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Lithium make way for hydrogen
As we approach our COVID-19 peak in the Western Cape (always ahead of the rest of SA), I am inspired by the potential for a radical shift in thinking about energy availability in many areas.
I could not believe the resurrection by government of Russian-funded and designed nuclear power as a potential major component of our future electricity base load – that while the Medupi and Kusile power stations and their bed partners in the ICU ward of so-called ‘Clean Coal’ generation are still wringing the dried-up tits of government for more, more, MORE cash!
Similarly, big, bad auto industry bucks are pushing the world towards big, bad battery-powered vehicles that generate terrible range and recharge anxiety.
I have unlimited admiration for Pretoria boy Elon Musk and his lithium dreams. In the hugely disparate fields of stationary and outer space energy; nobody in the world comes close to his vision and delivery. But, out on the street, his storage unit vehicles will be confined to the niche of DeLorean fantasy, suburban human transport and door-to-door delivery.
Why? Because competing hydrogen fuel generation and storage technology are on an exponential trajectory. The latest in Kubas Manganese Hydride hydrogen fuel tank designs from Professor Antonelli at Lancaster University in the UK, promises a fuel cell system that costs five times less than lithium-ion batteries with a four or five times longer range, at pressures less than an underwater diver’s scuba air tank. And without the deadweight burden of batteries that would drown the enthusiasm of your average motorist.
The relentless retreading of out-of-sell-by-date technologies for Africa is a Stalingrad defence by entrenched capital. Enough!
Remember Einstein: repeating the same and expecting a different result is madness.
See his essay Flogging a (battery-driven) dead horse in this issue. – Ed.
Extortion, theft, daylight robbery
I just had my account debited with an enormous amount by the SA Revenue Service (SARS), despite the fact that a dispute matter is in progress and they had stated that nothing would be done whilst the matter was still being resolved. Extortion, theft, daylight robbery by agents of the State, that’s what it is.
I know this is occurring throughout the country as a result of the actions of rogue SARS elements that simply could not give a toss when debiting taxpayers accounts illegally (as per the Pretoria high court ruling on 14 July 2020).
This is in the middle of the COVID-19 pandemic when everyone is struggling, unemployment is at levels never seen before, and the economy is in the doldrums.
This is when these maven decide to screw everyone they can for as much as they can so as to ensure that any chance the economy may have to recover is compromised again.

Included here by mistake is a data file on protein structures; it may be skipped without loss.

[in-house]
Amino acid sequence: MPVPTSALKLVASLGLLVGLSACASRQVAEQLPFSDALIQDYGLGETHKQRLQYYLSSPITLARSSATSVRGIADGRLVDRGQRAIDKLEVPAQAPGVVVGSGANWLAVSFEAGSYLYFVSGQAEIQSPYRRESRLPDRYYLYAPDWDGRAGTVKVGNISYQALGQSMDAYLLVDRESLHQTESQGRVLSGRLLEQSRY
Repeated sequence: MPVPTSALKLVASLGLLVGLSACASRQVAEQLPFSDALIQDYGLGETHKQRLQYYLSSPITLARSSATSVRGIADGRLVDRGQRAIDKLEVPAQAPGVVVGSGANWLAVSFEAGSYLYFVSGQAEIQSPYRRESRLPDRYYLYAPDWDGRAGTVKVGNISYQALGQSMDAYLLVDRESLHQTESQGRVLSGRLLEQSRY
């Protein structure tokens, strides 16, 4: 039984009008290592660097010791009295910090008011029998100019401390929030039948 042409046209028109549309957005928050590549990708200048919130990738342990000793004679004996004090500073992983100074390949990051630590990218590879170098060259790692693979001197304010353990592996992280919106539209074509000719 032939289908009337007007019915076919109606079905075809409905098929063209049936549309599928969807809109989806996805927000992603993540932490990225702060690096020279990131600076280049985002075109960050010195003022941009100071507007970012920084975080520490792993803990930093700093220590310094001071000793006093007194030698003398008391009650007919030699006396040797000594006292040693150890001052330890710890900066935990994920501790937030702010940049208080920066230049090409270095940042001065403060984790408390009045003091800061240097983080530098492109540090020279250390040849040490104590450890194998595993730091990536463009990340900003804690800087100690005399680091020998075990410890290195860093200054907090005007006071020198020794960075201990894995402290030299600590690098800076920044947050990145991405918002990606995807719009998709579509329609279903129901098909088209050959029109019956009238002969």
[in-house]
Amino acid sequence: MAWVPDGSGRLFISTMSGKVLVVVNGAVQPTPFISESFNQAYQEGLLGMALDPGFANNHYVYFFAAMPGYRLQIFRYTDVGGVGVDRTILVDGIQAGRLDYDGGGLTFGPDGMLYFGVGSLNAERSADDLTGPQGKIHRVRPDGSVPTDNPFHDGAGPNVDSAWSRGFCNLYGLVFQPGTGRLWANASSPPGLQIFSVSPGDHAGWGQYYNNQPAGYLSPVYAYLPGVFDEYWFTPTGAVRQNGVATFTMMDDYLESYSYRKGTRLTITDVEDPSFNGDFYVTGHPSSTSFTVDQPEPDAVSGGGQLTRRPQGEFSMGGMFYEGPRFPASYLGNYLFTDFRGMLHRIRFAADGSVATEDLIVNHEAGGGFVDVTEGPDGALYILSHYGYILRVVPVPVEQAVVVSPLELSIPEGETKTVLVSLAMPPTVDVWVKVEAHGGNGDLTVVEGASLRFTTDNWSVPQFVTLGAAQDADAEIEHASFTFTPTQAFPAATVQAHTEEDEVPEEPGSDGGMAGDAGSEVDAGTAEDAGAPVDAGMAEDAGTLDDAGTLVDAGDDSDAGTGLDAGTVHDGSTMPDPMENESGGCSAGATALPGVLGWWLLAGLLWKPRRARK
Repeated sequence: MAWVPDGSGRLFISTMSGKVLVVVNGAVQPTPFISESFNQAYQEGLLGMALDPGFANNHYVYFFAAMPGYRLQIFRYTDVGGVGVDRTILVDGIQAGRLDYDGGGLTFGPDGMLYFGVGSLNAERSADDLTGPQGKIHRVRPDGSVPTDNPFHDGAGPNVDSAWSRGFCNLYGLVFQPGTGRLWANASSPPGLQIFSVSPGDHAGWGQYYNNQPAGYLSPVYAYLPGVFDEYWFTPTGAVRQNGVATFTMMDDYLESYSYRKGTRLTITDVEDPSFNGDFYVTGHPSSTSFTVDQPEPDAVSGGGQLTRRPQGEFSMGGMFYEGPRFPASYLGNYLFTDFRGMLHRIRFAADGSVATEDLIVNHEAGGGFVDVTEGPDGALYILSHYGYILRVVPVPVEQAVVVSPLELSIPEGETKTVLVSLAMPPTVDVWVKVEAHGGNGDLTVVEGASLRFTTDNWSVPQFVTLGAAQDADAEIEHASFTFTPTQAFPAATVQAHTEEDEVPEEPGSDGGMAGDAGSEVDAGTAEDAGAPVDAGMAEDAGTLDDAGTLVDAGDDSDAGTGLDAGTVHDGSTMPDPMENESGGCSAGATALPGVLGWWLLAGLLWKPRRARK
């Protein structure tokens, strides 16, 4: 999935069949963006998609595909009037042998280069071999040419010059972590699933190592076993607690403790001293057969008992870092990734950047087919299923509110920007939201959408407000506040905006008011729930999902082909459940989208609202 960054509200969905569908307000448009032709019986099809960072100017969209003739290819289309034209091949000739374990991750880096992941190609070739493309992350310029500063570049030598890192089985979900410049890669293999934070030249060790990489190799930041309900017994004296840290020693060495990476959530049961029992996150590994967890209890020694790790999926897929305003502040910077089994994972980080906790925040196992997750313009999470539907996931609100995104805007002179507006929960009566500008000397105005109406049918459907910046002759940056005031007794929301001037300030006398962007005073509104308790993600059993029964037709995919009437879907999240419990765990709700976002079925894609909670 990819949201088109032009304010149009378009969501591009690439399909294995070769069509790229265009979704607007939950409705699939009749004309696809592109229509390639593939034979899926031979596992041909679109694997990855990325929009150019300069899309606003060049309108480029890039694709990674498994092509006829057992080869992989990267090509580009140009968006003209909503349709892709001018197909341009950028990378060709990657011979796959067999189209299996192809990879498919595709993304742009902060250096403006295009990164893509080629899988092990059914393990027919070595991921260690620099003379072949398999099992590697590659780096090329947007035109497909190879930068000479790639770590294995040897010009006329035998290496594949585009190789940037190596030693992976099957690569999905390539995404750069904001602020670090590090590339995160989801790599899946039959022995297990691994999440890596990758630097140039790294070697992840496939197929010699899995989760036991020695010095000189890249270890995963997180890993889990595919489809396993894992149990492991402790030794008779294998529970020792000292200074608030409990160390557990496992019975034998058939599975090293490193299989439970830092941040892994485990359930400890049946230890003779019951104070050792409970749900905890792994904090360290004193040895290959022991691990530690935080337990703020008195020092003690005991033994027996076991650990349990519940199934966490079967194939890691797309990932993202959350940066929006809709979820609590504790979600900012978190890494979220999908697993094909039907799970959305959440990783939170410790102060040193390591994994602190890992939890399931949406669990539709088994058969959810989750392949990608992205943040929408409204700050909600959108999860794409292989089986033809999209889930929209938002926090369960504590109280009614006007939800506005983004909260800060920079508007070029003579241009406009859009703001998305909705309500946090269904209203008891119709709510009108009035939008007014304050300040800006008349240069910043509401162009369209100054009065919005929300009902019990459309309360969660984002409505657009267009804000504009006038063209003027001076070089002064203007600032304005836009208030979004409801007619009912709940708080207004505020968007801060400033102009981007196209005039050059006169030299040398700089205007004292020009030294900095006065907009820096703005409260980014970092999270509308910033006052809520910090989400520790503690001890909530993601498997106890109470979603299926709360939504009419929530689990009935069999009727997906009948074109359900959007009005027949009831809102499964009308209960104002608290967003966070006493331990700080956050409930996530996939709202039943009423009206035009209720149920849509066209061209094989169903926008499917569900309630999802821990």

Do you think this type of abhorrent stupidity is as a result of them having to meet commission targets?
Thank you Bheki Mashile!
Thanks for the link-up with your Barberton columnist Bheki Mashile. He kindly called us this week and called Keletso – the matriculant who wants to become a farmer – on the same day!
I’m really sorry that we are unable to contribute towards the Noseweek fund but we do believe in prayer and so will ask the Good Lord to bless you all with courage, strength and indomitable wisdom to do what is right.
House on the Rock
Mabula Private Game Reserve
Guinea Fowl School
As his contemporary for some of his time in Wellington House, Jack Lundin’s memoir about his “bush school” days at Guinea Fowl School in then Rhodesia (nose 247) brought back many memories.
Jack’s account of the pre- and post- history of the school was most interesting, although some of his stories of his time at the school are more dramatic than I remember – but then he was very much of the dramatic type, where he excelled. And his concluding comment, “although the last step before the borstal for city school rejects” is unfair.
Many pupils did not live near enough to a high school, thus boarding school was the only option – witness the number who came from (the then) Nyasaland. For many of its past pupils, it provided the basis for further education at university in the RSA or UK.
That said, yes, a happy read that brought back happy memories for me too.
Alistair “Jack” Frost
Cyril’s Limpopo deal with China
With his deal with China (“Limpopo’s dirty great white elephant”, nose247) President Ramaphosa is giving back the land – only just giving it to the wrong people.
- I’m concerned and troubled by this. If one thinks apartheid was bad...wait until the Chinese take over!
- Tomorrow our dogs and cats disappear.
Letitia Jansen van Vuuren
Cyril’s racing pigeons
We, the nation, are wasting Ramaphosa’s time. The president is a pure capitalist with no interest at heart for his people.
Imprecious Mngoya Mahlangu
Rust De Winter
See Cat among the pigeons in this issue. – Ed.
- Pigeon racing and the culling of unwanted birds is cruel. You are showing more of your true colours, Cyril.
- It is his money, and he will need a hobby soon, especially after being bossed around by you-know-who.
- He did not steal the money. I’m happy he has a hobby that he can afford, unlike politicians who steal from the poor.
See Editorial in this issue. – Ed.
A book of note
“A Childhood Made Up” by Brent Meersman (nose247) is definitely a book to look forward to! It’s always good to find a new South African author.
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